Benn Steil and Dinah Walker explain why the Fed's massive holdings of mortgage-backed securities (MBS) are distorting its thinking about the conduct of monetary policy going forward.They propose a novel plan to rectify this, in which the Fed swaps its MBS with the Treasury in return for Treasury securities, which the Fed can sell as part of a normal "exit" from monetary stimulus.
Benn Steil's Wall Street Journal Europe op-ed, co-authored with Dinah Walker, argues that the Bank of England is getting "Libored"—that is, misled and manipulated—by the banks benefiting from its Funding for Lending Scheme. The Fed, which has shown interest in the scheme, should beware.
Benn Steil's column in Dow Jones' Financial News, co-authored with Dinah Walker, analyzes Mitt Romney's budget math. Without questioning the candidate's assumptions on growth or available sources of revenue, they estimate a roughly $1 trillion annual budget gap.
Benn Steil's Wall Street Journal op-ed, co-authored with Dinah Walker, shows that the Fed has effectively been targeting "risk on, risk off"—prodding investors into and out of risky financial assets—for over a decade now. He derives a rule that predicts the Fed's behavior since 2000 even better than the "Taylor Rule" did from 1987 to 1999.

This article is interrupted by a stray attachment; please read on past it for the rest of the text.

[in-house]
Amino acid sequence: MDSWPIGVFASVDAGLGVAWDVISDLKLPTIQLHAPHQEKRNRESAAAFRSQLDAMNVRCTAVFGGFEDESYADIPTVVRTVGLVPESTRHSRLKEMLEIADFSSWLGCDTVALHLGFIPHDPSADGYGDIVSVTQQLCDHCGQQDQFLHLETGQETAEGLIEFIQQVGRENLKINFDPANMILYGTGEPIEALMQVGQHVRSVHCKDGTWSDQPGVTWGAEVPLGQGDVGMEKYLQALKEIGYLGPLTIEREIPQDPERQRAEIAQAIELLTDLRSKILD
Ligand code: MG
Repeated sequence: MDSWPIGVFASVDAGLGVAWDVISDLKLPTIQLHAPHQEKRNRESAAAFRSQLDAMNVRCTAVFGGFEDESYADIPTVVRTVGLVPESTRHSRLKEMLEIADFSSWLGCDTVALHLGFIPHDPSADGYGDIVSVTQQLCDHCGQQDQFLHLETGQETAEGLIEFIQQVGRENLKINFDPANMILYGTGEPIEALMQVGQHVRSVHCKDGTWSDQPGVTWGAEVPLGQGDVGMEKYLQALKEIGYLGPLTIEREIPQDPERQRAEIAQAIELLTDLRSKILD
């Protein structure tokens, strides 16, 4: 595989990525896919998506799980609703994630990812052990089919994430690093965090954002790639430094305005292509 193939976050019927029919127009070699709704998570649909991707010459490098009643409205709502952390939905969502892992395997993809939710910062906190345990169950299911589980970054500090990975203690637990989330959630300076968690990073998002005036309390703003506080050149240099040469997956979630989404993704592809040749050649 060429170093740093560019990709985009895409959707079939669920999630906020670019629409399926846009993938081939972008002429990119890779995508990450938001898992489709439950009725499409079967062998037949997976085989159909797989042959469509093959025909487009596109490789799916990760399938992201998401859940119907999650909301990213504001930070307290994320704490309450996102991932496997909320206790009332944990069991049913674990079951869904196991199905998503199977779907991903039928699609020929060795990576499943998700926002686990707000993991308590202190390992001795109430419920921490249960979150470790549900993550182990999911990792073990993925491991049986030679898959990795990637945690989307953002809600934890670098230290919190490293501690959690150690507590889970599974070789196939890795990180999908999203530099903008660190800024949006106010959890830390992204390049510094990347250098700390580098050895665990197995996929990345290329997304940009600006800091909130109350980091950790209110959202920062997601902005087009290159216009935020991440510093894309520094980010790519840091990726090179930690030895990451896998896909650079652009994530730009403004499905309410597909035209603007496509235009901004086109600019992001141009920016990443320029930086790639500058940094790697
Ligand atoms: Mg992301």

Benn Steil's column in Dow Jones' Financial News, co-authored with Dinah Walker, provides new evidence highlighting the endemic flaws in LIBOR as both a benchmark for setting market lending rates and a central-bank metric for judging policy effectiveness.
The future of military spending will likely feature prominently in the upcoming presidential election. President Obama proposes bringing military spending down to 2000 levels (3.7 percent of GDP), while Governor Romney has proposed setting a floor for core defense spending at 4 percent of GDP. The attached chart book on trends in U.S. and global defense spending from CFR's Maurice R. Greenberg Center for Geoeconomic Studies sets this debate in historical and global context.
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